BERKELEY, Calif., Oct. 17 (UPI) — Researchers in California are set to conduct a final series of tests on a system they say could provide advance notice of earthquakes.
University of California-Berkeley seismology Professor Richard Allen told the San Jose (Calif.) Mercury News that, after initial concerns about feasibility, research now focuses on how to use such a system.
“At the beginning of this project, it’s fair to say that most people didn’t think early warning was technically feasible in California,” Allen said. “The question now is to what extent it could be useful. How would you take advantage of those few seconds of warning?”
The United States trails Japan, Turkey and Mexico in developing earthquake warning technology, the newspaper said Saturday. The system being developed by researchers at three California universities and the U.S. Geological Survey would use underground sensors and geophysical observation stations to provide a warning of an impending quake, the report said.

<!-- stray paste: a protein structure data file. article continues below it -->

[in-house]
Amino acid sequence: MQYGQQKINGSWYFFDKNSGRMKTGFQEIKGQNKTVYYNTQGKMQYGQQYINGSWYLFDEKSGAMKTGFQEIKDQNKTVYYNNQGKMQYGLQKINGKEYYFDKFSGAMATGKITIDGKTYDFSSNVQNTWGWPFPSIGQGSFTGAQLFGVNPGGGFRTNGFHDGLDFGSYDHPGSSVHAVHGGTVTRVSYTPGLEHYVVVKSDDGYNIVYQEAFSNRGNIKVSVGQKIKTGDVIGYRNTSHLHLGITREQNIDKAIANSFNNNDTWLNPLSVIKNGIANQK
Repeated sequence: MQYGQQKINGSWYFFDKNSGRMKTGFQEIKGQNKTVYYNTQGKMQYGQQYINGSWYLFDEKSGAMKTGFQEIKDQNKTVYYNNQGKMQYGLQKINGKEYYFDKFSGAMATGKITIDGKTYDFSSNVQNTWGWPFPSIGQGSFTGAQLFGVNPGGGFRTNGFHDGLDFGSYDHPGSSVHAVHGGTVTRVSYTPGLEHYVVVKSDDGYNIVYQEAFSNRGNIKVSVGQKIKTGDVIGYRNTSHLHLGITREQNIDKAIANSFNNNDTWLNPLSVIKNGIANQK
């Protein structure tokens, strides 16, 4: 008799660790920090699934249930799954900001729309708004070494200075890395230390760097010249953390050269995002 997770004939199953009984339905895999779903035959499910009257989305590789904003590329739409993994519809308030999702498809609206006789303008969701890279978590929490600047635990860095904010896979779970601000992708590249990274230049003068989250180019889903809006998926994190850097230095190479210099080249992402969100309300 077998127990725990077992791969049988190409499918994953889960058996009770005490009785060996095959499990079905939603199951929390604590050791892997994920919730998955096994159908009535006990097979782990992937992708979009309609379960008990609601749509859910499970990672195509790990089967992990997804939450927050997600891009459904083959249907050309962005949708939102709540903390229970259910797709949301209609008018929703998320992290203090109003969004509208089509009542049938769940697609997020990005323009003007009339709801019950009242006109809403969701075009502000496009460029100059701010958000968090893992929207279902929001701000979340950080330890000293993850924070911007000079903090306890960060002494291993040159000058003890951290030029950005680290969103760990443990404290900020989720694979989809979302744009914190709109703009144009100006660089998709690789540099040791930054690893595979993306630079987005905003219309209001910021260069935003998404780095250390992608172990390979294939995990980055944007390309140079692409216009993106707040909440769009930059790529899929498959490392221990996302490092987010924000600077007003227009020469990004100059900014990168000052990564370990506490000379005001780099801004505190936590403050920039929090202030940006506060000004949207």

A warning system in California could cost $50 million to $80 million to construct, and then cost millions annually to operate and maintain. Mike Price, chief technology officer of the privately held Seismic Warning System, said the state could not fund a system because it is “dead broke.”
“What they’re building is a massive, government-centric research project,” Price said. “At the moment they’re nowhere.”
Copyright 2009 by United Press International